A lot of people were surprised that the boats were on the water Sunday afternoon at the America's Cup trials. It was a rainy, blustery day in San Diego, with winds gusting to 22 knots. The seas off Point Loma were confused, if not especially high, topping out at about five feet. Several of the racing syndicates, wary of risking their multimillion-dollar International America's Cup Class yachts, which are as fast and fragile as thoroughbreds, had radioed the race committee to recommend postponement. Team New Zealand had called. So had France3 and Nippon Challenge. And so had oneAustralia, the syndicate headed by John Bertrand, a native of Melbourne who in 1983 became the only non-American to skipper an America's Cup winner.
Bertrand, whose 75-foot, $3 million boat had been launched only three weeks earlier, checked in, along with two other syndicates, barely a half hour before the scheduled start of the day's racing and told the race committee he thought the seas were unsafe. But race director Pat Healy, noting that the winds were forecast to gust no higher than 18 knots and were then blowing at only 12 to 14 knots, rejected all appeals. Before the regatta, the challenger syndicates had recommended that no race be started if the winds were 20 knots or more, and they were well below that limit as the 1 p.m. race start approached. Healy declared that Day 4 of Round 4 of the challenger selection series would go ahead as scheduled.
The featured race pitted the top two challenger boats, Team New Zealand's Black Magic 2 and oneAustralia 95. The so-called black beast of New Zealand was undefeated on the water, but one of its 24 victories had been reversed under protest. Bertrand's new, light-green oneAustralia 95, having been launched at the start of Round 3, was 7-1 and considered a potential America's Cup winner. Its lone loss was to Black Magic 2 in a match in which the boats were never more than six lengths apart. Both had already clinched a spot in the semifinal round.
On Sunday, Black Magic 2 started well and led by 15 seconds at the first mark. It was 21 seconds ahead when the boats made the second mark and turned back upwind. The breeze had picked up and was blowing some 20 knots. Halfway up that third leg, 45 minutes into the race, Bertrand, steering his boat through the heavy swells, heard a sound "almost like a cannon going off," he would say later. The honeycombed carbon-fiber hull of oneAustralia 95 had hit a wave or a series of waves, and cracked dead in the middle, a few yards behind the mast.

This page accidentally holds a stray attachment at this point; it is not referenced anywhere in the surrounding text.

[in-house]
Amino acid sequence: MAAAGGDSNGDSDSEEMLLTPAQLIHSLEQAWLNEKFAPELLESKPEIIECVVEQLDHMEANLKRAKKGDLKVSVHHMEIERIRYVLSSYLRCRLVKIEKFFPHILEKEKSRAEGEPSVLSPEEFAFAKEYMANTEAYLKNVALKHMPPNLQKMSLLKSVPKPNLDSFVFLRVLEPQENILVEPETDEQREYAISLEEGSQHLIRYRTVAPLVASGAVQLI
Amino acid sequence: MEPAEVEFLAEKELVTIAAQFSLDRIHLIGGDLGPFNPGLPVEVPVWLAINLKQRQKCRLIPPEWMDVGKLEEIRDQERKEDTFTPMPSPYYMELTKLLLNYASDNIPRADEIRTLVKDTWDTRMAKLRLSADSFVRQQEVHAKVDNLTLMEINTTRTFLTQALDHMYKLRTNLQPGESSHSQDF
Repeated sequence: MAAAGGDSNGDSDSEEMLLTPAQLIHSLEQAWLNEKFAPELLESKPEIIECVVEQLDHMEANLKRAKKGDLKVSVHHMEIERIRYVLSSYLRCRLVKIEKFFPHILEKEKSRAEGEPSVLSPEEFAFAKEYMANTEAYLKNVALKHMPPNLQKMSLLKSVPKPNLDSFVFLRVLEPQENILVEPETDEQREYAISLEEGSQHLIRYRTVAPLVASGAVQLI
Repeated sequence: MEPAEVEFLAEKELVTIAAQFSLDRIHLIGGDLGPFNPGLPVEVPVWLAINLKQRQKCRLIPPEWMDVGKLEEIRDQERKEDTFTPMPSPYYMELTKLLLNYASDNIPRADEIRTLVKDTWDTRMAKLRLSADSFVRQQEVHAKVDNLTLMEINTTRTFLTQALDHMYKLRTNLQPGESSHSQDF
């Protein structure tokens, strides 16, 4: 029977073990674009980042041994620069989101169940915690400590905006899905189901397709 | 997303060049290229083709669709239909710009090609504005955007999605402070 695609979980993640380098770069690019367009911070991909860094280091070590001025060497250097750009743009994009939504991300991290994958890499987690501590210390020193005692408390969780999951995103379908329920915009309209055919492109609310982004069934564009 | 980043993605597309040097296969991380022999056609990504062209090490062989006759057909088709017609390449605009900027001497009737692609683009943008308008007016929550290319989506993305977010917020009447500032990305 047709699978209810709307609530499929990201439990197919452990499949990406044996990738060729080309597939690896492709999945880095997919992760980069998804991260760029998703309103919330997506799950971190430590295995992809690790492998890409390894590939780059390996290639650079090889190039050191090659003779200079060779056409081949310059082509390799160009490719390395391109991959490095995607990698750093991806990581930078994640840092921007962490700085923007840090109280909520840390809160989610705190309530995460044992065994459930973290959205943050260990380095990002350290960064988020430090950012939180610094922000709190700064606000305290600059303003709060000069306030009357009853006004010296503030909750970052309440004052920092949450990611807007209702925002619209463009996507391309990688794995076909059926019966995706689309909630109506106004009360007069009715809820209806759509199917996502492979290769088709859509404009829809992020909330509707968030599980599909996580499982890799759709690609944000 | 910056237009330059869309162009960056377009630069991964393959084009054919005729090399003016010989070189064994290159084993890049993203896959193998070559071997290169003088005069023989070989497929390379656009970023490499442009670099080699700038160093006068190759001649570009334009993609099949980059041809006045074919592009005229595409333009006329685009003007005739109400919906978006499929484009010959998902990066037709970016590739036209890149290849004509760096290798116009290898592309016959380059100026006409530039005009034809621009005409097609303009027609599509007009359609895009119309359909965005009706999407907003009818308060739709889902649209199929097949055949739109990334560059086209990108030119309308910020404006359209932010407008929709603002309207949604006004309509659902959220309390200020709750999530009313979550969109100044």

At first no one was sure what had happened. One member of the crew, packing away a sail below deck, assumed that the mast had snapped. "Then the boat appeared to fold like a sheet of cardboard," Bertrand would recall. "And there was this sickening sound of the boat breaking apart. There was a tearing sound, almost like a zipper. Rod Davis, the helmsman, said, 'I think we're going to sink.' He looked to Iain Murray, who was one of the designers of the boat, to confirm. Murray said, 'Yes, we're going to sink.' "
They were all very calm and collected. Bertrand told his crew to get their boots off. None of the sailors would have time to put on a life jacket before abandoning ship. Half the crew went to the bow, half to the stern, as the boat began buckling in the middle. The first men jumped into the roiling sea a minute and 10 seconds after the hull split and swam to one of several nearby support boats. A couple of crew members waited on the bow for another minute or so—almost too long. Once the hull submerged, the 16-ton lead bulb attached to the keel dragged oneAustralia 95 to the bottom with frightening velocity. Twenty-one seconds after the last man leaped off and swam for his life and less than 2� minutes from the moment the boat cracked, the top of oneAustralia 95's 110-foot mast disappeared beneath the slate-gray sea. The yacht eventually settled on the bottom, 500 feet below.
No one, fortunately, was injured. Black Magic 2 abandoned the race to help with the rescue effort, and within a few minutes all 17 men who had been on board oneAustralia 95 were safe.
Meanwhile, out on the other race courses, all sorts of debilitating—if less catastrophic—breakdowns were occurring. France3 was dismasted nearing the final mark against Rioja de Espa�a. On the defender's course, Team Dennis Conner's Stars & Stripes broke a batten (one of the carbon-fiber strips that help give the sail its shape). Then it broke a batten car (the titanium joint that connects a batten to the mast). At the starting gun, the bottom part of its mainsail separated from the mast. Finally the Conner team limped along with only its headsail hoisted, a half hour behind American�'s Mighty Mary, which had cracked a forward ring frame (the lateral structural reinforcements to the hull) and broken its main halyard and would be forced to complete the race under headsail alone.
Bertrand refused to comment when asked if the race committee was wrong in allowing the boats to race in the questionable conditions. But he clearly was upset. France3 supported the committee's decision despite its earlier request for a postponement, "if the defenders race, the challengers must race," said French skipper Marc Pajot.
Harold Cudmore, the French technical adviser, who served in that capacity for America� in its successful 1992 Cup campaign, agreed: "The race committee did the right thing. But the question from an engineering point of view is, Did [oneAustralia] build the boat too light? You take a risk, you have to pay the penalties."